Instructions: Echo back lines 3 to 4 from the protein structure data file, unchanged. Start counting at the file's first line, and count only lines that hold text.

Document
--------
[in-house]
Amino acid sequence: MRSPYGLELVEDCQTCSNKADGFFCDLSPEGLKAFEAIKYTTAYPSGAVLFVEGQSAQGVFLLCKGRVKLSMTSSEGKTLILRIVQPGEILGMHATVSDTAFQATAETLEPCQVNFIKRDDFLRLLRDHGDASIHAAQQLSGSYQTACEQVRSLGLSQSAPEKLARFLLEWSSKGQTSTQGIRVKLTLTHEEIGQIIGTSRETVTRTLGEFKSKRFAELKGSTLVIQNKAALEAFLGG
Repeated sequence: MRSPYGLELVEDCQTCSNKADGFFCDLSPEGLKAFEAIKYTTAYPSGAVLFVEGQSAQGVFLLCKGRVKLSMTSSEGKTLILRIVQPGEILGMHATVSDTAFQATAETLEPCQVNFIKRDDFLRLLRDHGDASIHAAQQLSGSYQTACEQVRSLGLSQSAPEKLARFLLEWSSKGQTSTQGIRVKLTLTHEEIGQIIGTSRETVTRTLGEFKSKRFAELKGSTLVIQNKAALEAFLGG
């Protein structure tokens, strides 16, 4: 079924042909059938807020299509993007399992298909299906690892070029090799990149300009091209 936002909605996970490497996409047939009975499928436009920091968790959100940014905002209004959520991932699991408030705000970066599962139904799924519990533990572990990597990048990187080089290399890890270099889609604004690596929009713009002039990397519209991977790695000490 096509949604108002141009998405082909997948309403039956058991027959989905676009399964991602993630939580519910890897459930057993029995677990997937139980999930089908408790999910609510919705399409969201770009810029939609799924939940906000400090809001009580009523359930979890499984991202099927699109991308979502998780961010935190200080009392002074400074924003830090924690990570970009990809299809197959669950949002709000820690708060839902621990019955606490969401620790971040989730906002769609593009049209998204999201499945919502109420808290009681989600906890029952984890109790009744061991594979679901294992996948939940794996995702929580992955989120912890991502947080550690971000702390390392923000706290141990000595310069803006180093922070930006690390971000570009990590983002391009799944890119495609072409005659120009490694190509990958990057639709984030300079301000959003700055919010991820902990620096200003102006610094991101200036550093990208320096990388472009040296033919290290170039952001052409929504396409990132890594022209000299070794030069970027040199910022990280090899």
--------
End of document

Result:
Repeated sequence: MRSPYGLELVEDCQTCSNKADGFFCDLSPEGLKAFEAIKYTTAYPSGAVLFVEGQSAQGVFLLCKGRVKLSMTSSEGKTLILRIVQPGEILGMHATVSDTAFQATAETLEPCQVNFIKRDDFLRLLRDHGDASIHAAQQLSGSYQTACEQVRSLGLSQSAPEKLARFLLEWSSKGQTSTQGIRVKLTLTHEEIGQIIGTSRETVTRTLGEFKSKRFAELKGSTLVIQNKAALEAFLGG
């Protein structure tokens, strides 16, 4: 079924042909059938807020299509993007399992298909299906690892070029090799990149300009091209 936002909605996970490497996409047939009975499928436009920091968790959100940014905002209004959520991932699991408030705000970066599962139904799924519990533990572990990597990048990187080089290399890890270099889609604004690596929009713009002039990397519209991977790695000490 096509949604108002141009998405082909997948309403039956058991027959989905676009399964991602993630939580519910890897459930057993029995677990997937139980999930089908408790999910609510919705399409969201770009810029939609799924939940906000400090809001009580009523359930979890499984991202099927699109991308979502998780961010935190200080009392002074400074924003830090924690990570970009990809299809197959669950949002709000820690708060839902621990019955606490969401620790971040989730906002769609593009049209998204999201499945919502109420808290009681989600906890029952984890109790009744061991594979679901294992996948939940794996995702929580992955989120912890991502947080550690971000702390390392923000706290141990000595310069803006180093922070930006690390971000570009990590983002391009799944890119495609072409005659120009490694190509990958990057639709984030300079301000959003700055919010991820902990620096200003102006610094991101200036550093990208320096990388472009040296033919290290170039952001052409929504396409990132890594022209000299070794030069970027040199910022990280090899």